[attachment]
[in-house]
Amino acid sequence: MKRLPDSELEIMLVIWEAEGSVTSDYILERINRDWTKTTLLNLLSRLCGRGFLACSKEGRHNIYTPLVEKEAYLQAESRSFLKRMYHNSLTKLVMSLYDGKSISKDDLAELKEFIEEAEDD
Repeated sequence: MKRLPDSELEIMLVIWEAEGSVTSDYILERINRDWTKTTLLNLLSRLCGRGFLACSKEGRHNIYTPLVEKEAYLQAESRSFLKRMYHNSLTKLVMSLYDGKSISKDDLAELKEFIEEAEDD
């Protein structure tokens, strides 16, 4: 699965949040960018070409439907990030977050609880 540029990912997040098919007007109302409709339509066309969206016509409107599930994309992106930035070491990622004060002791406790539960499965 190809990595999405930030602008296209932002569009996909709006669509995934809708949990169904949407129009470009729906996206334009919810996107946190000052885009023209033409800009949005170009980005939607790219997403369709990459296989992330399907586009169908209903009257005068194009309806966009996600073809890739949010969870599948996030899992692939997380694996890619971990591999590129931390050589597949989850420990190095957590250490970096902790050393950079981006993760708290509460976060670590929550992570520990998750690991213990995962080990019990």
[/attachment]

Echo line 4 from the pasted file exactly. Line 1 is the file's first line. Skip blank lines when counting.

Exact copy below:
């Protein structure tokens, strides 16, 4: 699965949040960018070409439907990030977050609880 540029990912997040098919007007109302409709339509066309969206016509409107599930994309992106930035070491990622004060002791406790539960499965 190809990595999405930030602008296209932002569009996909709006669509995934809708949990169904949407129009470009729906996206334009919810996107946190000052885009023209033409800009949005170009980005939607790219997403369709990459296989992330399907586009169908209903009257005068194009309806966009996600073809890739949010969870599948996030899992692939997380694996890619971990591999590129931390050589597949989850420990190095957590250490970096902790050393950079981006993760708290509460976060670590929550992570520990998750690991213990995962080990019990």